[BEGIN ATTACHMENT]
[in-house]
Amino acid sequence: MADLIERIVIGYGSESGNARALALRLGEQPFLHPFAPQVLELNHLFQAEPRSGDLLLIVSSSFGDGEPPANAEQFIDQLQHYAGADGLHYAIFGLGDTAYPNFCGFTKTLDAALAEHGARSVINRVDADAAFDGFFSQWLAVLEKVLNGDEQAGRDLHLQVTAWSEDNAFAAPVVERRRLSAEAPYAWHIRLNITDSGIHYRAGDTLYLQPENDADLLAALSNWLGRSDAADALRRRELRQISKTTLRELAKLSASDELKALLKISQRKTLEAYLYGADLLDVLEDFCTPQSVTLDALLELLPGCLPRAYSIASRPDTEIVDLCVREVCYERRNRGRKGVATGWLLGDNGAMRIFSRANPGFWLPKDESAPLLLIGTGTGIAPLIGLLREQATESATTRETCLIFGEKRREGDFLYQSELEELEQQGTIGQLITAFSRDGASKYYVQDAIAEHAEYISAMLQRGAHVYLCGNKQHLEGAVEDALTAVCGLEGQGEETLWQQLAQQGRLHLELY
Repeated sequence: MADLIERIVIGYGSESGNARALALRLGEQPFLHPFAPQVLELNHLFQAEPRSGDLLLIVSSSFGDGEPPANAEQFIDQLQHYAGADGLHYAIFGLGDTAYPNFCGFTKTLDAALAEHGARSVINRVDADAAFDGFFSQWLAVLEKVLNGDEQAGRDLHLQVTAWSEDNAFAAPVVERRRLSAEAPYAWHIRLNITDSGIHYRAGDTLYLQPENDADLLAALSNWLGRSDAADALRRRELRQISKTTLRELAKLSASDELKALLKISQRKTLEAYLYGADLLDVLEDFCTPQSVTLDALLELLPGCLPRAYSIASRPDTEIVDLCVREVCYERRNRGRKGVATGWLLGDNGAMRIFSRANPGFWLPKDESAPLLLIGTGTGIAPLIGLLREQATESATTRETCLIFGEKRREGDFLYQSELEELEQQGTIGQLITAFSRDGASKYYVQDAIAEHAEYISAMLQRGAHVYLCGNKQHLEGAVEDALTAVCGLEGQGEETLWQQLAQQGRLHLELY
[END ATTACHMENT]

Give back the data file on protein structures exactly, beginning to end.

[in-house]
Amino acid sequence: MADLIERIVIGYGSESGNARALALRLGEQPFLHPFAPQVLELNHLFQAEPRSGDLLLIVSSSFGDGEPPANAEQFIDQLQHYAGADGLHYAIFGLGDTAYPNFCGFTKTLDAALAEHGARSVINRVDADAAFDGFFSQWLAVLEKVLNGDEQAGRDLHLQVTAWSEDNAFAAPVVERRRLSAEAPYAWHIRLNITDSGIHYRAGDTLYLQPENDADLLAALSNWLGRSDAADALRRRELRQISKTTLRELAKLSASDELKALLKISQRKTLEAYLYGADLLDVLEDFCTPQSVTLDALLELLPGCLPRAYSIASRPDTEIVDLCVREVCYERRNRGRKGVATGWLLGDNGAMRIFSRANPGFWLPKDESAPLLLIGTGTGIAPLIGLLREQATESATTRETCLIFGEKRREGDFLYQSELEELEQQGTIGQLITAFSRDGASKYYVQDAIAEHAEYISAMLQRGAHVYLCGNKQHLEGAVEDALTAVCGLEGQGEETLWQQLAQQGRLHLELY
Repeated sequence: MADLIERIVIGYGSESGNARALALRLGEQPFLHPFAPQVLELNHLFQAEPRSGDLLLIVSSSFGDGEPPANAEQFIDQLQHYAGADGLHYAIFGLGDTAYPNFCGFTKTLDAALAEHGARSVINRVDADAAFDGFFSQWLAVLEKVLNGDEQAGRDLHLQVTAWSEDNAFAAPVVERRRLSAEAPYAWHIRLNITDSGIHYRAGDTLYLQPENDADLLAALSNWLGRSDAADALRRRELRQISKTTLRELAKLSASDELKALLKISQRKTLEAYLYGADLLDVLEDFCTPQSVTLDALLELLPGCLPRAYSIASRPDTEIVDLCVREVCYERRNRGRKGVATGWLLGDNGAMRIFSRANPGFWLPKDESAPLLLIGTGTGIAPLIGLLREQATESATTRETCLIFGEKRREGDFLYQSELEELEQQGTIGQLITAFSRDGASKYYVQDAIAEHAEYISAMLQRGAHVYLCGNKQHLEGAVEDALTAVCGLEGQGEETLWQQLAQQGRLHLELY